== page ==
Post 121.

I was surprised to hear her experience, though I suppose I already knew inside why we need to attend to the truths of women’s lives.

In my Women’s Studies class, we were reading Catharine MacKinnon’s classic piece on consciousness-raising.  A woman quoted in the article said, ‘I am nothing when I am by myself…I only know I exist because I am needed by someone who is real, my husband, and by my children. My husband goes out into the real world. Other people recognize him as real, and take him into account….I stay in my imaginary world in this house… The work I do changes nothing; what I cook disappears, what I clean one day must be cleaned again the next…”

A housewife in my class, articulate and passionate, read this excerpt to us because it described how she feels every day.  Then, she began to cry. Don’t worry, forget it, she said, dismissing her feelings and her voice.

Not in my class. Knowledge should touch not only our minds, but our hearts. It should rattle the cages we peer through. It should teach that our silences will not protect us, and it should turn our fears into language and transformation.  Invisibility and inequality hurt, and we can also get cut by the shards when we shatter those glass walls. It’s totally okay to cry.

Another woman suggested that the first not let anyone undervalue her contribution as a mother to her family and to society. However, it is not that housewives must discover self-validation from within themselves.  It is that our values must change.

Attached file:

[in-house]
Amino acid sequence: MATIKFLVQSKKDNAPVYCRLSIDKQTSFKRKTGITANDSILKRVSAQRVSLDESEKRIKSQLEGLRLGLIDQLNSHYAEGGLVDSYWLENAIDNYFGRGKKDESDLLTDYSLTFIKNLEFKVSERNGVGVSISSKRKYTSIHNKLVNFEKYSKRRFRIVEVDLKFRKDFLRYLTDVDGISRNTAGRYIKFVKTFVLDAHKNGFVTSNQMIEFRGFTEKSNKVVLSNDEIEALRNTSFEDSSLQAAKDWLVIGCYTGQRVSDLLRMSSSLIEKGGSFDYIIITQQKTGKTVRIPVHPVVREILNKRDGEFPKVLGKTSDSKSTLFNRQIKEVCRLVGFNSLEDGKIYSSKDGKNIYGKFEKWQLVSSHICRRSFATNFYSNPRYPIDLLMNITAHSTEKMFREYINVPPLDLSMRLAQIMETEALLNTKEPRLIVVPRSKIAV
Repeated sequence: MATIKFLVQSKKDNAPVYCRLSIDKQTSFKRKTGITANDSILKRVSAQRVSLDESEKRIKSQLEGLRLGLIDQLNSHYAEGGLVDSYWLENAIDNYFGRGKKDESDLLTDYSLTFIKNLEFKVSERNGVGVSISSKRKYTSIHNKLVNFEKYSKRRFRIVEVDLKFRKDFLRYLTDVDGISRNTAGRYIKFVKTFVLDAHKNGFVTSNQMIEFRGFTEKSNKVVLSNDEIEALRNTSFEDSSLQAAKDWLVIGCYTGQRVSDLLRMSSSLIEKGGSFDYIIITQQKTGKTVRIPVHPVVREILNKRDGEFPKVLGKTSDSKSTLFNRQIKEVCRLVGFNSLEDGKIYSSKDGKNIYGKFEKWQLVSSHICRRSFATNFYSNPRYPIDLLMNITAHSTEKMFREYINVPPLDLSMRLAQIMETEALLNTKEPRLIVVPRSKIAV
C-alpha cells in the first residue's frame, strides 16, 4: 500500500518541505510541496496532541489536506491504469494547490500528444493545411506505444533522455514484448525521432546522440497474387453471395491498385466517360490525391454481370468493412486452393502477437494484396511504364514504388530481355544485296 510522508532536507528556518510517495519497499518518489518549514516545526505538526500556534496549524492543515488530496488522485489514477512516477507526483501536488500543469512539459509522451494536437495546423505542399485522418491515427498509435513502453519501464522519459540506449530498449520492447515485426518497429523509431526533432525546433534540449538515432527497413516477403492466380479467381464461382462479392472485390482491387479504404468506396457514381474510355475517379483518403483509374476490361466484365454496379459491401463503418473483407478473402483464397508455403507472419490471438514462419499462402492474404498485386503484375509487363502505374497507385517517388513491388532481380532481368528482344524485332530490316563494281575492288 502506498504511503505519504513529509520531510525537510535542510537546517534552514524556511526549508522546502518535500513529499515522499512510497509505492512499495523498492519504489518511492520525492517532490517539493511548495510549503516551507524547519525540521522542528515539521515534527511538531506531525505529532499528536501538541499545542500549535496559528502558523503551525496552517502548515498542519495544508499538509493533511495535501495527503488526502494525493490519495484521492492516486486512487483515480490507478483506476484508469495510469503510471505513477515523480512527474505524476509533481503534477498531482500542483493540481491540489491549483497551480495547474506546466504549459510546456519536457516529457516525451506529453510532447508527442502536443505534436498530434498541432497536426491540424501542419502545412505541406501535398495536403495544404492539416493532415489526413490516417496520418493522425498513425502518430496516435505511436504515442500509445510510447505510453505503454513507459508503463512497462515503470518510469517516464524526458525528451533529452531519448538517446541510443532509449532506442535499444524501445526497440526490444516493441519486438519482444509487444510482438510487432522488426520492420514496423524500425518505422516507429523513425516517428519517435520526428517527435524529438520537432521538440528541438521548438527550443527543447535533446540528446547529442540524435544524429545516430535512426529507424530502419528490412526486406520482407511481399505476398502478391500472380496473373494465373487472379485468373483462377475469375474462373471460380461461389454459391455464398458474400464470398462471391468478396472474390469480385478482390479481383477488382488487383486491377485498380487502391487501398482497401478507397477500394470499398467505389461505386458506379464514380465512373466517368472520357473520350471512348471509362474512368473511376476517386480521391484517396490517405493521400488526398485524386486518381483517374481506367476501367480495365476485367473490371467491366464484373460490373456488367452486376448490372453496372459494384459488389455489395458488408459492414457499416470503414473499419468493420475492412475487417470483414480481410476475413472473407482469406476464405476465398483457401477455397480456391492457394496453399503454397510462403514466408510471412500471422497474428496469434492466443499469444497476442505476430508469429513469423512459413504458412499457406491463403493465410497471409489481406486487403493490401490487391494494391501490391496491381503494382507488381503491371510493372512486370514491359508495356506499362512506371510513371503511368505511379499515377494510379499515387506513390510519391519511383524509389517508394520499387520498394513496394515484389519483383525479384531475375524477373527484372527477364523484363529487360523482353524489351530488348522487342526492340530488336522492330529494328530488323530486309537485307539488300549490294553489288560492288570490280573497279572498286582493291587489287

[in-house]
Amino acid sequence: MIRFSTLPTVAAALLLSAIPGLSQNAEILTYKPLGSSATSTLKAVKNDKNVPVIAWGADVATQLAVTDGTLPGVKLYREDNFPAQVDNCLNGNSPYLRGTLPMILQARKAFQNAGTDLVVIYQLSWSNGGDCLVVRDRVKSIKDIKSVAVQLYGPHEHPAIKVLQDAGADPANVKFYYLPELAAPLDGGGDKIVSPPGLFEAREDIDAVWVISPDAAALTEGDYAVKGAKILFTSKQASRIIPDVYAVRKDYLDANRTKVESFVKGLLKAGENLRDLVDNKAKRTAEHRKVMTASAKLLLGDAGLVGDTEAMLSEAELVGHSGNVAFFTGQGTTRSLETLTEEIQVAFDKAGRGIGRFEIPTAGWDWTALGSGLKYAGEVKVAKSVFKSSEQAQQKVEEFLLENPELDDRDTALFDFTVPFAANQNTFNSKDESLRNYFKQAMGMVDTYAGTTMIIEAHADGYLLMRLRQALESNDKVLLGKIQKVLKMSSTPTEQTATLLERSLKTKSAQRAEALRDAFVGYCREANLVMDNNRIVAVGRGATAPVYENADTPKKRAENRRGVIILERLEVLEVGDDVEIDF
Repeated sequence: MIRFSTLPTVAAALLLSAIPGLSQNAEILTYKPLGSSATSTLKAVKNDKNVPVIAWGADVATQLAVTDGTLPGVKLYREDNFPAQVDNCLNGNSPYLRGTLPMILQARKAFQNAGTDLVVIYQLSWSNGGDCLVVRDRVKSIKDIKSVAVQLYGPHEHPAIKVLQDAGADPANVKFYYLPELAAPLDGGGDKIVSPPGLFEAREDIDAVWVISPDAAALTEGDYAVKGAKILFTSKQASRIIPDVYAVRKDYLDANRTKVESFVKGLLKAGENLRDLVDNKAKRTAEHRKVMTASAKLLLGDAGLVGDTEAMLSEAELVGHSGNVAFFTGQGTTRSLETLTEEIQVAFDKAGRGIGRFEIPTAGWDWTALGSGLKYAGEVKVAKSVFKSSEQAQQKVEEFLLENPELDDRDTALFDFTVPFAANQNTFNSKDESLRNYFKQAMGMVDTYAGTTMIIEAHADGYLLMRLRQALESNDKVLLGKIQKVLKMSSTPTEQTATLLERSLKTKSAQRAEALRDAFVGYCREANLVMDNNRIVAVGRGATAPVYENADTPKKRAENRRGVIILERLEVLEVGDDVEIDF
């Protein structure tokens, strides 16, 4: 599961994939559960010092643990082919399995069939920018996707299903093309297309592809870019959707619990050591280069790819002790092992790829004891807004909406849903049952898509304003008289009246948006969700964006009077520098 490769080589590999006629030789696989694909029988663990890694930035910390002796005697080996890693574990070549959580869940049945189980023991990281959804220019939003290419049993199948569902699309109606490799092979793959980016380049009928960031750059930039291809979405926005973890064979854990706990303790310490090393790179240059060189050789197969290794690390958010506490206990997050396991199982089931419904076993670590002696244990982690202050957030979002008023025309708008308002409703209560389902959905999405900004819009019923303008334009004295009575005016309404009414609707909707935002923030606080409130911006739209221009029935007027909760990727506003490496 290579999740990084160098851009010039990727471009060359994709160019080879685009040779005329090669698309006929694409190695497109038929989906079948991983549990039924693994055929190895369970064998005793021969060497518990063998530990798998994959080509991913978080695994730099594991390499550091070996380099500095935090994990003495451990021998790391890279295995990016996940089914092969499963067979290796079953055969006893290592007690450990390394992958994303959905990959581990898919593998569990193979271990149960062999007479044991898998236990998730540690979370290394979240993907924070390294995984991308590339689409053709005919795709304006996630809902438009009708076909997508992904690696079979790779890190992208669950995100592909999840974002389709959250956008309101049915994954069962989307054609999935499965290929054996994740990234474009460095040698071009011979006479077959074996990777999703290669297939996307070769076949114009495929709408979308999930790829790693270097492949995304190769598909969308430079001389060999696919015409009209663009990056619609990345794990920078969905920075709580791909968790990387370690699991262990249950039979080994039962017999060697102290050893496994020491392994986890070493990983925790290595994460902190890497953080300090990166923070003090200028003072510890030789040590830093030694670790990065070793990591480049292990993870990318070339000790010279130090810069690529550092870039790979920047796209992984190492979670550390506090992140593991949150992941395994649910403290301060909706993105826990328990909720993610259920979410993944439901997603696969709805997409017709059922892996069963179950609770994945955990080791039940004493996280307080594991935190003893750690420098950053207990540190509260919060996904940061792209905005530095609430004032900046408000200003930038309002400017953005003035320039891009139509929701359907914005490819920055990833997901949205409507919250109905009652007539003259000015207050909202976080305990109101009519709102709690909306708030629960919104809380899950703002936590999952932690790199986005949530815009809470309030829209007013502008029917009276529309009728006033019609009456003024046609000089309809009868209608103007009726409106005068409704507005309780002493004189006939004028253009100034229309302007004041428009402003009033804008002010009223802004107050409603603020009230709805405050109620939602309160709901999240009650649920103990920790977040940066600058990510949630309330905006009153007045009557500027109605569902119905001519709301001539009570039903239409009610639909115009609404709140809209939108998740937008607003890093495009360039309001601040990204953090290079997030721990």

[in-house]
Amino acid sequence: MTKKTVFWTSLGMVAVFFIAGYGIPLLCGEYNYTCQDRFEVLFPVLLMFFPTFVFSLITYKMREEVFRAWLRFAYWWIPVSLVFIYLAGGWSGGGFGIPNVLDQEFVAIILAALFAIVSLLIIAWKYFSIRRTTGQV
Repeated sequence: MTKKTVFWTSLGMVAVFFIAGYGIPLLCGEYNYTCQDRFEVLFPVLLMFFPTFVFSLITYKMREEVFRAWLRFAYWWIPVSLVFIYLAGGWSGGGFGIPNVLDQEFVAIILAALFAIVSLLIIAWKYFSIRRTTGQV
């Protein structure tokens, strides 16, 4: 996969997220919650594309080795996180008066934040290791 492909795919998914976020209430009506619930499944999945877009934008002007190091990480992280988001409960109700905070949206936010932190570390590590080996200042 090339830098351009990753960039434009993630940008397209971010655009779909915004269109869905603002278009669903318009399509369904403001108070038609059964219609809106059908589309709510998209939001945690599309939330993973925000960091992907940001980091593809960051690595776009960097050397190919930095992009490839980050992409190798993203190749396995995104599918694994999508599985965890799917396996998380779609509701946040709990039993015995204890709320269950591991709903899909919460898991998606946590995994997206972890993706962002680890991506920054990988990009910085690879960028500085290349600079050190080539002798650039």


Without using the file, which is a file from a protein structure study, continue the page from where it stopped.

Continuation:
Housewives live in a society where their labour has no visibility and no value. CSO does not count the number of hours spent on cooking, cleaning or caring for elderly or children. It is as if the care economy, for which women remain unequally responsible and without which the waged economy would collapse, does not exist. The government has no clue what the these many thousands of hours and skills add to Gross National Product (GNP). Yet, we know they have value because a price can be put on that work when it is not performed, mainly by women, for free.

When a woman leaves the paid workforce to mind children, she cannot put any skills she uses or gains on her resume. She is not only considered unemployed, she is considered a cost.  That’s damn untrue. The majority of housewives are home-based, non-unionized, unwaged labourers for whom negotiating access to power, status and resources may not be easy. 

Housewives subsidize the cost of reproducing workers for the economy. This is why unions used to fight for a ‘family wage’, not only because men were seen to be the family breadwinners, but because those producing and being paid are like a two for one deal.  

Of course, the women in the class then began to debate whether housewives should get ‘wages’ from their husbands, whether there was an income to which they were due. These wages are not a sign that the wife is the husband’s employee, but that his income includes her contribution. After all, the hand that rocks the cradle, labours, sometimes night and day.  

The personal is political precisely because it points us beyond our own individual experience to women’s shared social and economic realities. Consciousness-raising aims to enable women to find the words to identify the annihilation they must resist, make the connections they need so that they always struggle collectively, and enable even, or especially, housewives to name the problems that rule the world, and which must still be changed.

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